In July 2017 I returned to my homeland Afghanistan for the fourth time in my life. With my Canon 70D DSLR in hand, I traveled around the capital city of Kabul and my native province of Logar, capturing images of the ordinary. While Kabul has transformed from a site of strict Islamic order to a dysfunctional modern city controlled by the US-supported Afghan government, much of Logar has remained as it was since I first visited as a child in 1999. Part of this stems from the presence of the Taliban, who have resisted modernization projects in the countryside. Despite - or perhaps because of - these differences, both provinces are important sites at which to trace the shadow of the American occupation.
Yet despite these variations in the engineering project, capitalist secularism instead of Maoist socialism, much remains the same. As was the case during the Cultural Revolution, in our current moment thousands of mosques are being destroyed, Islamic teachers or mollas and their followers or talip are being imprisoned and placed in indefinite detention in political reeducation labor camps. Of course the rise of transnational communications that has accompanied the secular, colonization of the Uyghur homeland has also given rise to increased reception of global Islamic movements, and this, more than an intensification of indigenous Islamic traditions, is what is driving the Uyghur turn toward reformist Islam.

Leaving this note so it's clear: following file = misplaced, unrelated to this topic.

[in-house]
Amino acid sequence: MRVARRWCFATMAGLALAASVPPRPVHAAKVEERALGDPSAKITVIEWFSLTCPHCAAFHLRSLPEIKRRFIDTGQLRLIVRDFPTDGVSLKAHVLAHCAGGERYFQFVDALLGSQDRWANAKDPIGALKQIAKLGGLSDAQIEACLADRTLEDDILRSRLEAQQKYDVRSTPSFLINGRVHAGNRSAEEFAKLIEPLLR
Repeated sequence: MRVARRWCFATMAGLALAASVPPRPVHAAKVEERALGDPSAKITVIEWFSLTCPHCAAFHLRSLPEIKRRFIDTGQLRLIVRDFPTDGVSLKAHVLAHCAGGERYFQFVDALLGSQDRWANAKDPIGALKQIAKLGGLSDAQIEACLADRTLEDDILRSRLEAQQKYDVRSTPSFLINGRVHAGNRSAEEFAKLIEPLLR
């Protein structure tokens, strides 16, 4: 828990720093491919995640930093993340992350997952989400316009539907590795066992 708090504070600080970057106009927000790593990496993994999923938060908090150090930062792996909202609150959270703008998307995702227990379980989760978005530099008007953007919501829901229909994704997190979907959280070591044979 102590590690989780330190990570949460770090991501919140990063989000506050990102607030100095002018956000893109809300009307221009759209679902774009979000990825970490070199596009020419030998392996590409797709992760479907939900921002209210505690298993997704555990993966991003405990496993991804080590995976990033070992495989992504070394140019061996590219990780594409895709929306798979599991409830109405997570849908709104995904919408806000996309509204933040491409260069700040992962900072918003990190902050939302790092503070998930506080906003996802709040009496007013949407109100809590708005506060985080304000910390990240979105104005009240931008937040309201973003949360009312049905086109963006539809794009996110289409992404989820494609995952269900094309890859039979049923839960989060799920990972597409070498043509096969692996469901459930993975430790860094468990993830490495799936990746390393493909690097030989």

UAE-based artist Imranovi was born and raised in Damascus, though fled his country following the outbreak of conflict to avoid conscription into Bashar Al Assad's army. It was while studying English Literature at University in Syria that he found his passion for graphics and software: a talent he soon began to refine and develop.